Article
Systematically using agricultural and animal demographic data in animal health emergency management
Heather A. Allen, PhD, MPA; Kiana Moore, MS
May/June 2012; pages 203-210

Abstract
While the explicit connection has not yet been made in the literature, the systematic incorporation of agricultural and animal demographic data can help to prioritize and inform preparedness and response planning. This article reviews related fields that have used similar data, presents sources of these demographic data, offers examples of existing uses in preparedness and response planning, and details specific ways in which emergency managers can incorporate this data in their policies and plans whether at a local, state, or federal level, and in both the public and private sector. Through multidisciplinary partnerships, emergency management can be improved through the incorporation of demographic information, helping to mitigate the consequences of an animal health emergency, regardless of source, via the incorporation of empirical data. Key words: animal health, emergency management, demography DOI:10.5055/jem.2012.0099


Article
The strategic role of Hawaii in disaster coordination in the Asia-Pacific
Ross Prizzia, PhD
May/June 2012; pages 211-227

Abstract
The purpose of this article is to describe and explain the strategic role of Hawaii in disaster coordination in the Asia-Pacific region. Hawaii is of critical importance in the prevention of, preparation for, and response to disasters in the Asia-Pacific region as is demonstrated through the effective coordination of Hawaii-based institutions such as the Pearl Harbor Naval Base, US Pacific Command (PACOM), US Army Pacific (USARPAC), Asia-Pacific Center for Security Studies (APCSS), East- West Center (EWC), Pacific Disaster Center (PDC), Pacific Tsunami Warning Center (PTWC), and other related disaster management support organizations based throughout the Hawaiian islands. The State of Hawaii seems prepared to respond to natural and human-caused disasters. As the only island state located in the Pacific Ocean, Hawaii continues to require advanced technology for warning systems and effective coordination of emergency management capability to respond to a wide range of natural disasters and the threat of terrorism and an extensive network of coordination, cooperation, and collaboration among relevant disaster and emergency Hawaii-based government agencies at the local, national, and international levels. While some of this network may be unique to Hawaii and the Asia-Pacific region, most is not and can provide useful “best practices” for other practitioners and jurisdictions. Key words: disaster coordination, Asia-Pacific, Hawaii, multiagency collaboration DOI:10.5055/jem.2012.0100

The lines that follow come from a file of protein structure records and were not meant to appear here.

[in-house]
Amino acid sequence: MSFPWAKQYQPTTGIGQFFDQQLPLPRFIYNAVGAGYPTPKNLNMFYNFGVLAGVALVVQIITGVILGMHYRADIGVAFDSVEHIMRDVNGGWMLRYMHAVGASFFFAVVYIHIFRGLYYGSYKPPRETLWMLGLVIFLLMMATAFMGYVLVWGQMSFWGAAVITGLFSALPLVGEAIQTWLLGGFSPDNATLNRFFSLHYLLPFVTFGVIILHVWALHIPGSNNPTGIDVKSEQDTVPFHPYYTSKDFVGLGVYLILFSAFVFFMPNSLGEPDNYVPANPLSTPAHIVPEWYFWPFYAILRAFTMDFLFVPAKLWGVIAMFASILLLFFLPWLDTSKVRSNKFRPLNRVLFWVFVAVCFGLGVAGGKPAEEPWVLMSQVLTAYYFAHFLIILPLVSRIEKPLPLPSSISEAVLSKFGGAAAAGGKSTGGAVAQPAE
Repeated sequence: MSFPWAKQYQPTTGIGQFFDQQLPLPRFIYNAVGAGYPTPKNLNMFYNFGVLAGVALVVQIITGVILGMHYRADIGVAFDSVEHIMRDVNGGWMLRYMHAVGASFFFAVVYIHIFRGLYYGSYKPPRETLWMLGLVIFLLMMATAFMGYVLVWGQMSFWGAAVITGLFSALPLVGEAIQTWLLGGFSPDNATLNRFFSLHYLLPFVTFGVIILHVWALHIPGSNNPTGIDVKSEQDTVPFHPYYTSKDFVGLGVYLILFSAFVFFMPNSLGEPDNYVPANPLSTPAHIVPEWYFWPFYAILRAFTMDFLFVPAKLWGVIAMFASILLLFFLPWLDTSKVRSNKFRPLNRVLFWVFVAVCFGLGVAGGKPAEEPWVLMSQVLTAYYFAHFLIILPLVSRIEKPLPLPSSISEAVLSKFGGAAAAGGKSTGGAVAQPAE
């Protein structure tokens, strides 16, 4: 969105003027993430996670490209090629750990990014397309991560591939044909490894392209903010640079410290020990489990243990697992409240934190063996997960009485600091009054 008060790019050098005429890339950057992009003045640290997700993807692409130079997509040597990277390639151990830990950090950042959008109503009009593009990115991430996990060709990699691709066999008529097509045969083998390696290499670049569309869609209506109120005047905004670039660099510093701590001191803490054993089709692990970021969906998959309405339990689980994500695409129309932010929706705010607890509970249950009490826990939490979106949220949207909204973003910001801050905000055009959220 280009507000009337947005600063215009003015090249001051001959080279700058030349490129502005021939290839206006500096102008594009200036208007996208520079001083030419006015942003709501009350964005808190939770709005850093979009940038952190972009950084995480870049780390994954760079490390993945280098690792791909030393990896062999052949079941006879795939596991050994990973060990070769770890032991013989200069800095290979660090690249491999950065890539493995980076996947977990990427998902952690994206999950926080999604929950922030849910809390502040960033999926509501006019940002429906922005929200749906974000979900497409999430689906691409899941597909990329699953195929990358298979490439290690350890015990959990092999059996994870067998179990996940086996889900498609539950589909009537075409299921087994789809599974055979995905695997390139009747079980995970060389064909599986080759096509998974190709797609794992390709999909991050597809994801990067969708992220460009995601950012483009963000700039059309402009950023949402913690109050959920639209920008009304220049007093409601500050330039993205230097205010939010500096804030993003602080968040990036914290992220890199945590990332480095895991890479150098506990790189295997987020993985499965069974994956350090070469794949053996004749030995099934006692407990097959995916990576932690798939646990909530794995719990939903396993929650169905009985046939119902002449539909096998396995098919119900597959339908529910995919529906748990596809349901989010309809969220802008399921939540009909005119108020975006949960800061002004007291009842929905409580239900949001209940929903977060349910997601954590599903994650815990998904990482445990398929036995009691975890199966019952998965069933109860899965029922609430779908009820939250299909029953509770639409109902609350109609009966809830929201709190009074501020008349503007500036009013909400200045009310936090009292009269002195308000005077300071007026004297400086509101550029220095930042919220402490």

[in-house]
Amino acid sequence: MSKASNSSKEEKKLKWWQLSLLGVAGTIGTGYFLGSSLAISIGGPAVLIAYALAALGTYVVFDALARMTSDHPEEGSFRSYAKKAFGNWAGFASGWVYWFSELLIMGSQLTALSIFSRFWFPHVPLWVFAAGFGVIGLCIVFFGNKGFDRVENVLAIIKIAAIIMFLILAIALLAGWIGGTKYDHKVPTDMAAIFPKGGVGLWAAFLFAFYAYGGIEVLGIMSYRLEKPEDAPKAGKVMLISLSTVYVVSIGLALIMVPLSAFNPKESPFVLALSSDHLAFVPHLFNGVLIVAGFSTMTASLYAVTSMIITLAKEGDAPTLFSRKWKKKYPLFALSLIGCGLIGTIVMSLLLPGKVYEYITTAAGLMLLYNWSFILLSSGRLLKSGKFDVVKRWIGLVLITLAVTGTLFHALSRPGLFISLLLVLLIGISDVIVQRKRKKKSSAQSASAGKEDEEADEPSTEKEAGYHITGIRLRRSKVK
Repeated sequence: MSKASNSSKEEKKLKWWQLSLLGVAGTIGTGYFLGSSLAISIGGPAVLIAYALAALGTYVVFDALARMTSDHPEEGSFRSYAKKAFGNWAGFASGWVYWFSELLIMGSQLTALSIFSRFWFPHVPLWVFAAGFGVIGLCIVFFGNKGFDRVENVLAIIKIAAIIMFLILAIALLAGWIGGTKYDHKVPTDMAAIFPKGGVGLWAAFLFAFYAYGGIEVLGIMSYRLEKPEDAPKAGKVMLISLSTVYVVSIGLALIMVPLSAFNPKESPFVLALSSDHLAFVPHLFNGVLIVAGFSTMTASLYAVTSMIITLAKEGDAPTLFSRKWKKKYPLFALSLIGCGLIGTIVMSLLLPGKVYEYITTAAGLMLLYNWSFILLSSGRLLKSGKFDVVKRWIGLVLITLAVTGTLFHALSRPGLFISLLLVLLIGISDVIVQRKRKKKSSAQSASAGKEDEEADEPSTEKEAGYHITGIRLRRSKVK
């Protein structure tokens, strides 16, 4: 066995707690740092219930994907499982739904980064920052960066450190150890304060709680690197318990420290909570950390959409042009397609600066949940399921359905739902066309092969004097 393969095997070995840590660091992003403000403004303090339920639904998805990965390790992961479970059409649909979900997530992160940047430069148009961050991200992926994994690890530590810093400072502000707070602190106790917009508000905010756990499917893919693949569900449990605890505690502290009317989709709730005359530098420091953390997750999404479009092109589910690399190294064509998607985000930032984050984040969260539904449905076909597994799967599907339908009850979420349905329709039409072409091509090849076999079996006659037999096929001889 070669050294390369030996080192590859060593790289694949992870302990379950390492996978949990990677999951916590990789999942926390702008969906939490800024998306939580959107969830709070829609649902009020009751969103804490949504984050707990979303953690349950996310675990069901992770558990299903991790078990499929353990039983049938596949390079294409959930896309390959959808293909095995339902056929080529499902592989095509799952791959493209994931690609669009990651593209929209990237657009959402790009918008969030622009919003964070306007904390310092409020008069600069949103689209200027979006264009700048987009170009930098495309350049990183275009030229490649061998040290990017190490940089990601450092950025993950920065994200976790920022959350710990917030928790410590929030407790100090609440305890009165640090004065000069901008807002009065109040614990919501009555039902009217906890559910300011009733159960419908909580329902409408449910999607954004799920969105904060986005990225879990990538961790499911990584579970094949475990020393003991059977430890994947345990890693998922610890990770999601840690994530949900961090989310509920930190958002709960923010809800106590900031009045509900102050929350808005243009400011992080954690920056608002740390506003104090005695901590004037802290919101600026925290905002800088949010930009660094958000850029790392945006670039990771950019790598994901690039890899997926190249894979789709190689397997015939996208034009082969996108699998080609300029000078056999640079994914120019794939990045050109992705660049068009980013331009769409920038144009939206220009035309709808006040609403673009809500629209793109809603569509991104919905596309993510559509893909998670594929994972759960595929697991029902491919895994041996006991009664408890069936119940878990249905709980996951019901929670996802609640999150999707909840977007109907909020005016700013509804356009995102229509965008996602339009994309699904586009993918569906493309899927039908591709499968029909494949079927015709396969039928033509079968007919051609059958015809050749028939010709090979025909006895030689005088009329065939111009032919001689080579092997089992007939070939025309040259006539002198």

Article
Drive-thru influenza immunization: Fifteen years of experience
Ruth M. Carrico, PhD, RN, FSHEA, CIC; W. Paul McKinney, MD, FACP; Nicholas Adam Watson, JD; Timothy Wiemken, PhD, MPH, CIC; John Myers, PhD, MSPH
May/June 2012; pages 228-232

Abstract
Background: In 1995, a yearly drive-thru immunization program was initiated in Louisville, KY. Since then, more than 50,000 doses of influenza vaccine have been administered, with no reports of syncopal episodes or vehicular accidents. This report aimed to identify reported adverse events from other areas that could threaten drive-thru mass immunization approaches. Methods: To identify reported adverse events in any drive-thru mass immunization event, the authors queried the following sources: 1) the vaccine adverse event reporting system, 2) court cases, 3) healthcare risk management databases, 4) MEDLINE, and 5) communication with vaccine experts. The authors also calculated the probability of syncopal episodes using data from our past immunization experiences to further elucidate the possibility of these events occurring. Results: No adverse events due to a drive-thru mass immunization event were identified in any of the sources queried. In our data, the forecasted probability of one adverse event was 0.8 percent for a 2-day event (20,000 immunizations). Conclusions: Although syncope may occur following immunization, it is a risk that can be managed, and due to the rarity of these events, should not be used as a reason to avoid drive-thru administration of influenza vaccine. Key words: immunization, drive-thru, syncope, influenza, vaccine DOI:10.5055/jem.2012.0101

Journal of Emergency Management
July/August 2012, Volume 10
, Number 4


Article
Aligning Institutions of Higher Education emergency preparedness plans with the National Response Framework
Maureen Connolly, EdD
July/August 2012; pages 241-251

Abstract